It’s great to see a leader be able to talk about the 60’s assassinations, loss in Vietnam and shock of Watergate and how they’ve never been addressed, never healed, and how this led to the 70’s being such a dreary decade as a result. I do think this is somewhat hypocritical coming from Carter though, considering that he helped lead the Anybody But McGovern coalition at the ’72 DNC. Say what you will about my man George McG, but his campaign was instrumental to ending Vietnam even though he lost, and as an inspiring grass roots underdog he had the potential to raise peoples spirits and keep the youth involved in politics. I’d say McGovern’s unfairly lopsided loss was also part of why people were so apathetic in the 70’s and as the head of the Anybody But McGovern coalition of Democrats, Carter is partially responsible for that. Still, I don’t want to take away from the significance of this moment just because of that personal sticking point. Carter is being very honest and thoughtful here, which we need more of in government. He’s right that people are sick of the bullshit easy answers and prepared talking points. Unfortunately this speech did little to end that trend or restore people’s faith in government.

After these very reflective moments, Carter sadly starts to lose the plot. Rather than delve deeper into why Consumerism, ego and stewing in depressive thoughts are bad, or what specifically we must do as a society to fix it, he starts devolving into cliches again. The typical political line about “we have a choice to make, one path leads to…” yadda yadda yadda. He still makes some cogent points but I think relying on old stock phrases to do so undermines the impact of what he was saying before. Even as someone who agrees with his thesis, I’m listening to this thinking “Oh…so this is just another typical political speech? Whatever.” I think if Carter played his cards right he might have had people gripped until the end, thinking “Wow…I never knew our President was so…real.” Or “I’ve always felt empty inside buying all this shit, but I always felt like that’s what I was supposed to do since it’s what everyone else does. If the President of the US says it isn’t, maybe I’m not crazy for wanting something more…” Y’know what I mean? I think with this speech Carter should have dropped the typical Presidential lingo and demeanor completely for once, stuck to the frank, almost philosophical air he had going, and spoke purely as Carter the Man.

Going off that, I still don’t even know what Carter means by “typical American values.” He never really defined that except the typical bullshit platitudes like “family values, belief in God, etc” This is what I mean, the speech has a good point and had the potential to be a deep, no holding back investigation into the American Way of Life, pointing out why we’re fundamentally miserable and what we as humans really crave to be happy. Instead, it just winds up being a lot of hot air due to a poorly conceived conclusion. I also feel like falling back onto the energy crisis again at the end further undermines the more fundamental questions being addressed earlier. I realize it was the single biggest issue going on at the time, but it dates the speech which, again, could have been a timeless philosophical awakening. Also the two subjects don’t feel particularly related. Carter should have spoken of both issues in separate speeches, or kept the energy stuff in the beginning and then moved on to “but I believe it’s not just the gas lines that are why we’ve lost confidence…” and then moved on to discussing Consumerism.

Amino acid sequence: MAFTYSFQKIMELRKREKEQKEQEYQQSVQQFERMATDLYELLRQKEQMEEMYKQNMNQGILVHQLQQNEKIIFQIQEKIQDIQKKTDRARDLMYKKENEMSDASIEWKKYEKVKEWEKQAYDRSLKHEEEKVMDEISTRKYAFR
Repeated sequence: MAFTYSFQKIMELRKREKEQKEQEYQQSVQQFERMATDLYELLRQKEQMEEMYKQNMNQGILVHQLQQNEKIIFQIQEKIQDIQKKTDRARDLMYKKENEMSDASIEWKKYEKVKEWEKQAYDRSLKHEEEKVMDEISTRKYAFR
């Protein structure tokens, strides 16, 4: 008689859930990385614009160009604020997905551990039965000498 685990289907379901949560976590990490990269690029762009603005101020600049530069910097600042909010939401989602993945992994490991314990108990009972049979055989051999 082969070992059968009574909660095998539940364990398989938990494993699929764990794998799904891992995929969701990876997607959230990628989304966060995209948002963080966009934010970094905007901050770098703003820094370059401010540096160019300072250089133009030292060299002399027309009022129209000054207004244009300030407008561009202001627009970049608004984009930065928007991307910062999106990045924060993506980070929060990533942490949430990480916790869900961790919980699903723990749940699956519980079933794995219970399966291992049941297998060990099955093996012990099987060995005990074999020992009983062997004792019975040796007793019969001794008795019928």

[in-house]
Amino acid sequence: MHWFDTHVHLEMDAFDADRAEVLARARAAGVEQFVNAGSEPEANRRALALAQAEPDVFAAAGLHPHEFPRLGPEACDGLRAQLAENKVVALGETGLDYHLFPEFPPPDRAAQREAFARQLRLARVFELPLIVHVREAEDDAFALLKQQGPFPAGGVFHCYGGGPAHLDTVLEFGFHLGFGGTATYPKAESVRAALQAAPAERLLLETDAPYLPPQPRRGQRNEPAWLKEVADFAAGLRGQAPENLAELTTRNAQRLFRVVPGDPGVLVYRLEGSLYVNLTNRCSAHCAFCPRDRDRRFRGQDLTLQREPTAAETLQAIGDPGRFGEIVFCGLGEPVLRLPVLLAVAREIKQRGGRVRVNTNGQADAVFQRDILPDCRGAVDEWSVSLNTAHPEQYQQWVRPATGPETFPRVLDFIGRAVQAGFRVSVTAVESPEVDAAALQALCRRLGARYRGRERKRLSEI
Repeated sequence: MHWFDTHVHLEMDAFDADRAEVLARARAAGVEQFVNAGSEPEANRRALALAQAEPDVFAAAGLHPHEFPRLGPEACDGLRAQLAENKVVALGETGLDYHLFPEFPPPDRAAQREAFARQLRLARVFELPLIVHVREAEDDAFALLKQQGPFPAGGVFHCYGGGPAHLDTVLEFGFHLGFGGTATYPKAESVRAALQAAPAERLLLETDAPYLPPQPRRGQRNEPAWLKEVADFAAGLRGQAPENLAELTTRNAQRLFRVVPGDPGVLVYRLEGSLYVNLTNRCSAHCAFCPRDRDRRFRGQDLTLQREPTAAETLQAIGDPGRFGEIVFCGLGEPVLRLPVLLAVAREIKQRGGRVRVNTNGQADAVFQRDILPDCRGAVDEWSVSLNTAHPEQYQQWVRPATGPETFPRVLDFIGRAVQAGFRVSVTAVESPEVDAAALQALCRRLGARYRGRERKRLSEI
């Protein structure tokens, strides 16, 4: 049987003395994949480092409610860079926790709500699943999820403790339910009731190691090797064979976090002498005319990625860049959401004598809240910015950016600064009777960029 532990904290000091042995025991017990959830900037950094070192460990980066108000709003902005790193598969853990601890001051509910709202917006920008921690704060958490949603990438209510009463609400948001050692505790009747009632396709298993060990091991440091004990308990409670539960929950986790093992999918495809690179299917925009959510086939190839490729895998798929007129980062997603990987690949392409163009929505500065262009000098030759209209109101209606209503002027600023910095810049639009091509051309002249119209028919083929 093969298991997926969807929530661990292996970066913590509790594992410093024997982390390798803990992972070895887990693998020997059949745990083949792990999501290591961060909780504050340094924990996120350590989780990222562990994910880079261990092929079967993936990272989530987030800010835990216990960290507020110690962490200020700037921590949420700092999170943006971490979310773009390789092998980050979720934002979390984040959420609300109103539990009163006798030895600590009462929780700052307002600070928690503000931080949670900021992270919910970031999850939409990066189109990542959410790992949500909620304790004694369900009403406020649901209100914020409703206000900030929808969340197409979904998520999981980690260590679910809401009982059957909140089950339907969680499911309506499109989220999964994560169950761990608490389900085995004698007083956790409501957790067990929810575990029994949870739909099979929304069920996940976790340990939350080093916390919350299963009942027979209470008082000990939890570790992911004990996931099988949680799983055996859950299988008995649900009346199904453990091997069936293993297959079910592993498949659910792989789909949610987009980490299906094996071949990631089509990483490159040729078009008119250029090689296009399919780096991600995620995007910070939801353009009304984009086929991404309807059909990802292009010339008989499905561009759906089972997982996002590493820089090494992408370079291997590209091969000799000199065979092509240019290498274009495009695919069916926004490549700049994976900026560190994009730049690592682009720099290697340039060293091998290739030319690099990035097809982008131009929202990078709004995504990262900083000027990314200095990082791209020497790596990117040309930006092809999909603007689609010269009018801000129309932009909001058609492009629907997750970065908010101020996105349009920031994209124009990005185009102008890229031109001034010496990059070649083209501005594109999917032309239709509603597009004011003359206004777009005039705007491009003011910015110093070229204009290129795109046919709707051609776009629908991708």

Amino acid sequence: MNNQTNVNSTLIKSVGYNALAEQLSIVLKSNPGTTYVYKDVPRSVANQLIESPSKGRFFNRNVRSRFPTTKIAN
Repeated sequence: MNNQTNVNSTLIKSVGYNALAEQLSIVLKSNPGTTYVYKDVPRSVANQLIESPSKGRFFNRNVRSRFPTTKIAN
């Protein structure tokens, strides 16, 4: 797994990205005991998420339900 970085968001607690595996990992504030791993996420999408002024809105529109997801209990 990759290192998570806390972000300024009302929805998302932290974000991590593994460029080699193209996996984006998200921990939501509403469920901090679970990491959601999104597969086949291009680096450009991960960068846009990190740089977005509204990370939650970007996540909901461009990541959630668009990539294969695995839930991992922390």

Overall, this is a flawed but valiant effort of a speech. Carter comes off a lot better here than he did in the debates or his DNC speeches. (We’ll get to those later.) He’s less stiff and monotone, he comes off as very human, unpretentious and vulnerable in the beginning. He makes some very interesting points about human nature which is shocking to hear from a President, who tend to be bland enough so as to try to appeal to as many people at once as possible. We need to see this more from our elected officials; stop putting on an act, stop saying what you think we want to hear and just say what you really believe, and finally don’t be afraid to call out problems making us as a society worse off even if the solutions aren’t easy or “good for business.” This is part of why I can’t stand people like Hillary, and why politicians like Bernie or McGovern (who come off as genuine and unassuming) are far more appealing to me. It’s a shame this address didn’t have the impact it ought to. I think if it were someone other than Carter delivering it, it might have. He’s basically like the polar opposite of Reagan: a mediocre at best public speaker, but someone with his heart in the right place. I don’t like him as a President and feel his legacy on politics is more negative than positive, but Carter was a good man.

1 Comment

  1. While I lived through this era, I was not that interested in politics at the time, and not a fan of Jimmy Carter. From the perspective of 2020 I new see Carter as a much better president than I did at that time. As usual your commentary creates a lot of food for thought. This is probably the first time I ever heard Carters Speech. Well done as usual! I will reblog these on my Tumbler. They deserve as wind an audience as possible!